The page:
Fine Prints


Printmaking exists in an active, if dimly lighted, corner of the art world. Its second-class status stems from the notion that printmakers have only indirect contact with the finished product compared to artists in other media.

The reasoning goes that, no matter how hands-on the process, printmakers rely on machinery to produce their art. There is no immediate brush-to-canvas relationship, as in painting. And the end result is not always the end, because the process can be repeated; limited editions are inherently less valuable than singular works of art.

But such stereotypes are made to be broken, and forays into the expanding field of printmaking yield surprises. Art watchers have ample opportunity to view the medium at the moment, with exhibitions in galleries throughout Los Angeles.

The Lankershim Art Center show, “A Survey of Contemporary American Prints,” runs through this weekend, and the Brand Library recently opened its sprawling “Los Angeles Printmaking Society Membership Exhibition.” Meandering through the Brand gallery reveals just how vast and varied the field is.


Radical differences in both style and approach make this an exhibition that veers in many directions. Frederick Nichols’ idyllic silk-screen “Autumn Over Warm Springs,” for instance, uses the layering technique of silk-screening to present its profusion of bright but flat colors. But Jon Grintzler silk-screens are more provocative: His vaguely feminist composite image taps into the medium’s history as poster art and its potential for agitprop.

Some of the black-and-white pieces convey a raw power, a sense of expression that is scratched into being. The results can be mythic and stark, as in Kathryn Jacobi’s monotype, “MP#8,” a haunted face in half-light.

Carol Lynn Kirchner’s engraved mezzotint of “Eve” gives an unusual spin to the Biblical account of original sin, with Eve entangled with the reckoning serpent, lurking beneath the dreaded apple.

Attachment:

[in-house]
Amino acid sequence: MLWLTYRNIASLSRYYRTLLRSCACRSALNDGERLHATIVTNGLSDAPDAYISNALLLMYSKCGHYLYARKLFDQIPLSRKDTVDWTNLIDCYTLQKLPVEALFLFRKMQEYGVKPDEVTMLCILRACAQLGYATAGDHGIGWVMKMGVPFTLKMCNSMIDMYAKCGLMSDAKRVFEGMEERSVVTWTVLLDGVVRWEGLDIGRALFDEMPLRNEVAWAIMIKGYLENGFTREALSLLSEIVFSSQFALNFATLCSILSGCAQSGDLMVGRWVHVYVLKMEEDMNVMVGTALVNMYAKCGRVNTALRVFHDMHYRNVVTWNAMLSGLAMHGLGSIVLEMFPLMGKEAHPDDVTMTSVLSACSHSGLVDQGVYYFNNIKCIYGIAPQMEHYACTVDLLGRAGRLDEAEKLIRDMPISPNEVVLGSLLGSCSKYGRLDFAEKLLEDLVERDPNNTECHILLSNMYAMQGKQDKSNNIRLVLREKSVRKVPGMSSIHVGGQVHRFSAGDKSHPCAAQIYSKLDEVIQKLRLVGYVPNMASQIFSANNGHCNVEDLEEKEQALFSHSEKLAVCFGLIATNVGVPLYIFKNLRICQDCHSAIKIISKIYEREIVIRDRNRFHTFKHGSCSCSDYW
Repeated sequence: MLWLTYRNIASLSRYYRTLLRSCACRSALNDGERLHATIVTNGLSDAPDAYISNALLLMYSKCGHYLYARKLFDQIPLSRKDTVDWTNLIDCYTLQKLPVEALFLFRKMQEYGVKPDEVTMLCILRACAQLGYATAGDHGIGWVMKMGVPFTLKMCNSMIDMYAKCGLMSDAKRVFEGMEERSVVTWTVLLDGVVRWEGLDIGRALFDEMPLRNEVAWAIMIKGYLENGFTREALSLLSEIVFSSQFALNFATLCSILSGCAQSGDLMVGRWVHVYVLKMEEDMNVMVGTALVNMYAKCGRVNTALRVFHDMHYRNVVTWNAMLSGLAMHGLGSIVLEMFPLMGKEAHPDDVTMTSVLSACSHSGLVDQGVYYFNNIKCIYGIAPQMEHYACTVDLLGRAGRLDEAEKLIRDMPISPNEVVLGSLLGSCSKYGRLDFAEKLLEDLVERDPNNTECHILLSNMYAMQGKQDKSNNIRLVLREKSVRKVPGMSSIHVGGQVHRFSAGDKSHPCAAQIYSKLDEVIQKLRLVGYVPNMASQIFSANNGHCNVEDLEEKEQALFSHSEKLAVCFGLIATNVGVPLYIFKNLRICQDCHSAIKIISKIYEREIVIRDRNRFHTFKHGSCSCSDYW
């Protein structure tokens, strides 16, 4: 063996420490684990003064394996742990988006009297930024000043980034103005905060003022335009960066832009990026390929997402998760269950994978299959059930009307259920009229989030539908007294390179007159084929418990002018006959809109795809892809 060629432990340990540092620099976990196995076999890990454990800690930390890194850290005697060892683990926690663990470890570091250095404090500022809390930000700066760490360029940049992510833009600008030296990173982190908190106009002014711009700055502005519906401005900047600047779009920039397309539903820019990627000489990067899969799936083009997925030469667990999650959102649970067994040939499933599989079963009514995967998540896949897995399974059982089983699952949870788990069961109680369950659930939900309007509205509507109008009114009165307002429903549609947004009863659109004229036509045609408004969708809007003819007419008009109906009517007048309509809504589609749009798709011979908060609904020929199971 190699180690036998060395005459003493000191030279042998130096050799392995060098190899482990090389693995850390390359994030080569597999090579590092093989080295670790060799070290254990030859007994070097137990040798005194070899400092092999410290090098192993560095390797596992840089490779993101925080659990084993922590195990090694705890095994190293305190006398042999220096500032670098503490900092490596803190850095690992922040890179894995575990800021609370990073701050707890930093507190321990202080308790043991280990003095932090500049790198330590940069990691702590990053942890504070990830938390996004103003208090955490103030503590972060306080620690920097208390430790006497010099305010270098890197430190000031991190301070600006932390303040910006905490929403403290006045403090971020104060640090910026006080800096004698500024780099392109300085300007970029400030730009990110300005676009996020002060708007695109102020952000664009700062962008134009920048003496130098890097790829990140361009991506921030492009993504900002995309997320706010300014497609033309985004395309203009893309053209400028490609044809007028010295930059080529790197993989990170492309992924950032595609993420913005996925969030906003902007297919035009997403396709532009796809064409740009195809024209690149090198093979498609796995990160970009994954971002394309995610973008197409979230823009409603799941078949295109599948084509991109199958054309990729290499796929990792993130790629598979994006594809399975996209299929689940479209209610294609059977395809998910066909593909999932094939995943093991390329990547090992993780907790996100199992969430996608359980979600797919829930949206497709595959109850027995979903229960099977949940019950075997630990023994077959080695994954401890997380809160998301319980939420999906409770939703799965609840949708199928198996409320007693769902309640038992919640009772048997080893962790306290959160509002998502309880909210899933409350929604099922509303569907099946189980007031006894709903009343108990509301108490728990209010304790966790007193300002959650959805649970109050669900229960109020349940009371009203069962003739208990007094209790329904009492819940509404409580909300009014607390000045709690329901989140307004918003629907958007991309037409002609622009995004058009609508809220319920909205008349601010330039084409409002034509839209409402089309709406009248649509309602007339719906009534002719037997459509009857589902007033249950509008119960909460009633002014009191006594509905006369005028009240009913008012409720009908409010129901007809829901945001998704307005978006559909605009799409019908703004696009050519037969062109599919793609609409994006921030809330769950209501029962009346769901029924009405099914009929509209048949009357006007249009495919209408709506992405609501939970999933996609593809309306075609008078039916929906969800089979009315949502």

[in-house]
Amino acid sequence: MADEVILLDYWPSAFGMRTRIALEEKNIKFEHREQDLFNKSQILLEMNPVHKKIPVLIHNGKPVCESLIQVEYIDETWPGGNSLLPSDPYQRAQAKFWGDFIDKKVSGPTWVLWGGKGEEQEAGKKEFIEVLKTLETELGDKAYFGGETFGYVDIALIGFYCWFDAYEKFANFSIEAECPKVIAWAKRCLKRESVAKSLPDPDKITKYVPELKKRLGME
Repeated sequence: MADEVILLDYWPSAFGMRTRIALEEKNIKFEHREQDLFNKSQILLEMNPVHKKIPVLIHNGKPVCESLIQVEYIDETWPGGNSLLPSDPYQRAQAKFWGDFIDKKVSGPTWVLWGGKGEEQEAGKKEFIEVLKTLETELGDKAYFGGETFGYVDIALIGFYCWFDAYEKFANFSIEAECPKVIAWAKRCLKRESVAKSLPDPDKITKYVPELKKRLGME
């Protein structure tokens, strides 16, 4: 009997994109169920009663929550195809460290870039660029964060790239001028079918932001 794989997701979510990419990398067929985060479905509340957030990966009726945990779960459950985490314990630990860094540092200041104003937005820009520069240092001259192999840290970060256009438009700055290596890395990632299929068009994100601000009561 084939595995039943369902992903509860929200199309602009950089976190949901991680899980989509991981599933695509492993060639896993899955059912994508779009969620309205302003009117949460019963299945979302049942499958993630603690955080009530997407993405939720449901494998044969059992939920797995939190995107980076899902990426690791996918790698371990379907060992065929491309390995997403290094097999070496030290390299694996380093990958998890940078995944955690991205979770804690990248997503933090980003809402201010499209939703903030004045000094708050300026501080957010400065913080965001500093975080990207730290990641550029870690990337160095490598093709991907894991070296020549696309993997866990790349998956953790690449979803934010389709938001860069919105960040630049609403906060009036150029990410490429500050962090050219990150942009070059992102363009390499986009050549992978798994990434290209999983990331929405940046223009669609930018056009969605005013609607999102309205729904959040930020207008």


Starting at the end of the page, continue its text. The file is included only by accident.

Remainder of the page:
Carolyn Jo Weigan’s “Sanity Is in the Eyes of the Beholder,” regales us with images of confinement and subterranean angst. Greta Aufhauser’s sepia-toned “European Memories” captures a wistful ambiguity, a sifting through one’s memory in search of lost clarity.



Naturally, computers have been pressed into printmakers’ service, but the results in this show are less than dazzling. Computer art still is in its infancy.

For some of the artists here, printmaking is an umbrella term under which they freely mix different media. Alberta Fins is no stranger to mixed-breed artworks, and her invitingly peculiar “Kong On Line” is a collage of found art cutouts and a transparency that seems to show King Kong in silhouette.

Using a woodcut monoprint on clear acrylic on top of fabric, Bill Brody creates an unusual abstracted landscape with “In the Notch.” Assemblage might be a more appropriate description of Adrienne Momi’s “Shaman’s Cape II,” with its fabric-like vest dangling from a spindly dead tree in the gallery.

Prints have a rich tradition as book illustrations, and some of the pieces here expand on that storytelling heritage. Arthur Geisert’s “Etcher’s Studio A” is a precise, hand-colored depiction of an artist’s studio, an antique scene awash in nostalgia. William Kitchen’s surreal gravure piece “Allies"--which depicts a semi-clad woman with an eagle’s head--startles us with its nearly photographic realism.

Lauren Schiller’s intaglio print called “A Strong Fragile House” shows a couple lounging at home, seen from behind as if through a hidden camera. As the title suggests, there’s a stillness to the scene that may verge on lethal stasis. The domestic bliss is loaded with ennui.

If there is an underlying agenda in this show, it is to illustrate that there’s more to printmaking than fits the stereotype. Printmaking is a world of creative resources and handiwork, limited, like any medium, only by artists’ imaginations. There’s plenty of that to go around here.



“Los Angeles Printmaking Society Membership Exhibition,” through March 4 at the Brand Library gallery, 1601 Mountain St. in Glendale. Gallery hours: 1-9 Tuesdays and Thursdays, 1-6 p.m. Wednesdays, 1-5 p.m. Fridays and Saturdays. (818) 548-2051.